School choice definitely seems to be a winning issue for conservatives.
"Conservative professor mulls defamation suit against Penn for saying she made up black student stats"
She also wants to "defund the Ivies".
Wouldn't that be a fun fight?
More from Professor Wax: "Penn Law’s Amy Wax on Being Ousted from Her First-Year Class Over Comments on Race, Performance and Bourgeois Values, Attacks on Free Speech, Criticism of Affirmative Action and Diversity, Hard Truths, Anti-Western Colleges".
Prediction: if the Liberals have their way and do away with standardized tests, in about a year or two, they'll discover that admissions are still, or even more, "unfair," and they are not any happier.
Usually good for a laugh. (If you're an academic.) This is a recent entry:
The result does improve the state-of-the-art, but it is not strong enough for acceptance.
Another reason--not that another one is needed--to increase the teeth to tail ratio in academia.
Intrigued by this phenomenon, I recently surveyed a nationally representative sample of roughly 900 “student-facing” administrators — those whose work concerns the quality and character of a student’s experience on campus. I found that liberal staff members outnumber their conservative counterparts by the astonishing ratio of 12-to-one. Only 6 percent of campus administrators identified as conservative to some degree, while 71 percent classified themselves as liberal or very liberal.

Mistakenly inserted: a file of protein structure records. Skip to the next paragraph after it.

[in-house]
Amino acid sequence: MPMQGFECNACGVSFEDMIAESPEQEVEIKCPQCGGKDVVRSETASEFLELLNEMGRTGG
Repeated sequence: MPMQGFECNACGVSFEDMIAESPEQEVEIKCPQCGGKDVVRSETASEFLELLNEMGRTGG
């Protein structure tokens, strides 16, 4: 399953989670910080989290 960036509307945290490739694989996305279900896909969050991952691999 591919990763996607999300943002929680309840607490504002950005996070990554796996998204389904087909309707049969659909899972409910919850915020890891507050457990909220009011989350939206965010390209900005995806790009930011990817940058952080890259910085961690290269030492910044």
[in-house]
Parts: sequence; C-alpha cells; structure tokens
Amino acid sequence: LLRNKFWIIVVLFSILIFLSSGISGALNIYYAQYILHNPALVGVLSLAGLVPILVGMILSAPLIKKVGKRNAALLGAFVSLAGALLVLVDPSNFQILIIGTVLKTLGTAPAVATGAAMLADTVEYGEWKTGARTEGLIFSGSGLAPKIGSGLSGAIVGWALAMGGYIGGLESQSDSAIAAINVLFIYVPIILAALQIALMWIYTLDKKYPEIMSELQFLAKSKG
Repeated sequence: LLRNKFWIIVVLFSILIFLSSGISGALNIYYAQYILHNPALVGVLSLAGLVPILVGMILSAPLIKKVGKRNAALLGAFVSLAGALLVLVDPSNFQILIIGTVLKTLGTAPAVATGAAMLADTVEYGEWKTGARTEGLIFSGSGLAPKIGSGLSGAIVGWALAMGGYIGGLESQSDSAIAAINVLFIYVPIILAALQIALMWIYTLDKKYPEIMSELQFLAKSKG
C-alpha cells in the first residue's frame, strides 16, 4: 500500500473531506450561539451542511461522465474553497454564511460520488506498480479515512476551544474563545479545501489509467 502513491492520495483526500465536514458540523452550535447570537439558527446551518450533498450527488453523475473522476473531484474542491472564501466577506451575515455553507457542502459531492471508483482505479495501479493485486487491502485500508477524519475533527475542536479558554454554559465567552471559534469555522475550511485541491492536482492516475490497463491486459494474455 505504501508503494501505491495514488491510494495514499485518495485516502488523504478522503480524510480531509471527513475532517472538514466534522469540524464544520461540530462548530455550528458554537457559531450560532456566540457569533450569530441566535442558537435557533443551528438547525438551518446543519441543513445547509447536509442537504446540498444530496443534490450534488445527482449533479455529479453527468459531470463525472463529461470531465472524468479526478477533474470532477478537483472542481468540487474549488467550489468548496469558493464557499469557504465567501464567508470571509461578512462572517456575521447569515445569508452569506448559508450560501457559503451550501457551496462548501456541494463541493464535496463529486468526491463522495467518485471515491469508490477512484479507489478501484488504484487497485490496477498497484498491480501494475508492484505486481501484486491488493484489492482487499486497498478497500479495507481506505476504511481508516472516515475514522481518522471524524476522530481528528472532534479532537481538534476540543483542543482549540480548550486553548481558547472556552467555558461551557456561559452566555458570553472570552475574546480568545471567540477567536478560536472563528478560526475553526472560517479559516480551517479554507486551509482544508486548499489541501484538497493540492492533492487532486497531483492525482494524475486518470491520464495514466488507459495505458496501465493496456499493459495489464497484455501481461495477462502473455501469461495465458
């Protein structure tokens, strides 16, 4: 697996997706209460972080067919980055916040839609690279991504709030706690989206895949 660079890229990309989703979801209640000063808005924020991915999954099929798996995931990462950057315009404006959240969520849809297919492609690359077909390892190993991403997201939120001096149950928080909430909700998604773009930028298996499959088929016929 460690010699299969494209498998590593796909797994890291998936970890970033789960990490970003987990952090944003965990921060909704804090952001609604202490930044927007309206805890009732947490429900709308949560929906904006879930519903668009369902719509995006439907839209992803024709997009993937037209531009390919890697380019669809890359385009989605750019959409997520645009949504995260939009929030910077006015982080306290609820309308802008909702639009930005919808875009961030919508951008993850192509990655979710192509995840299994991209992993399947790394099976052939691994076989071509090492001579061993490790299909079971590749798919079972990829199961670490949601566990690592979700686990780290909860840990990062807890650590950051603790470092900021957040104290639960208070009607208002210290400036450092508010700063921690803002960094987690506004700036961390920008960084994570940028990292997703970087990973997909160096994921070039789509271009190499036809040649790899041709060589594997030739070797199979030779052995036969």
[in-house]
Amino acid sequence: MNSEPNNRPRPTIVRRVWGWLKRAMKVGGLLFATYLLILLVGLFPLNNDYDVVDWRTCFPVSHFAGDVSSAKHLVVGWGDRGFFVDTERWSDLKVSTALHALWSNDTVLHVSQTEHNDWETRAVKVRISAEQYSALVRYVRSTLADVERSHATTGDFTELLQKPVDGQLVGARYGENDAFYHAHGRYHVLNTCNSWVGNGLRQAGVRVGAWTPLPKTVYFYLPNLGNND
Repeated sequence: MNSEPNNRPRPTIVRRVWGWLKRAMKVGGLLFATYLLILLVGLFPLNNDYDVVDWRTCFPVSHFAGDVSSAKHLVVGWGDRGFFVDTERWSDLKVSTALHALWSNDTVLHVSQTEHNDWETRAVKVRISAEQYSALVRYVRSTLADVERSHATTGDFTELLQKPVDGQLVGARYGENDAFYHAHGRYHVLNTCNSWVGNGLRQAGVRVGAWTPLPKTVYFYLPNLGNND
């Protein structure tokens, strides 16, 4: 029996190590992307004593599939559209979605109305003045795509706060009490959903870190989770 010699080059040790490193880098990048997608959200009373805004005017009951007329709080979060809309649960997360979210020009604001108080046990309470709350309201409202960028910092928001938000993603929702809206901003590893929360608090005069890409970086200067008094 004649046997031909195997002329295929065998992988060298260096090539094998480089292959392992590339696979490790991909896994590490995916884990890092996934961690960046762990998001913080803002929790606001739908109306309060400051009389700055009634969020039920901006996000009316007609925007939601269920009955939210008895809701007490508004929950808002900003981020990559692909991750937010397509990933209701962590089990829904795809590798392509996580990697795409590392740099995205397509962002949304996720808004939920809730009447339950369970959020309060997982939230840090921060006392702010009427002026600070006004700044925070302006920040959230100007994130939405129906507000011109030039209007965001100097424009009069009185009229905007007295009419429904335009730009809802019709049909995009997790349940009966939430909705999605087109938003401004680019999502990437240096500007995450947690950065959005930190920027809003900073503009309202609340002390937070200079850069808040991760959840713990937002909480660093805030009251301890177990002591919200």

Related: "Good luck, Professor Abrams".
Take a wild guess.
Professor Gordon agrees with, and expands on, the assertion that "Econ 1 (or Econ 101) is all you really need". (I agree, too.)
He recommends The Economic Way of Thinking, which I also like. And I'll plug Trade-Offs: An Introduction to Economic Reasoning and Social Issues, Second Edition. (It's narrower in scope, but the benefit is a tight focus on a really important idea in economics.
Related, by Paul Rubin: "We Must Teach College Students Basic Economics".
Let us hope that this really dopey idea is never implemented.
Microsoft workers used to say that billg had five brains and each of them was smarter than yours. So this is probably unsurprising:
Bill Gates himself sees the potential of this approach. He has wisely increased funding for public charter schools and for research in other education innovations. If he is looking for learning reforms that are effective, sustainable, and scalable, this is it. The formula for success is: Trust parents; avoid politics.
I thought "respond" was going to mean "refute". But instead it means "You have no idea--they're so right!"
A bit of background here: "An academic hoax to expose a massive academic scam".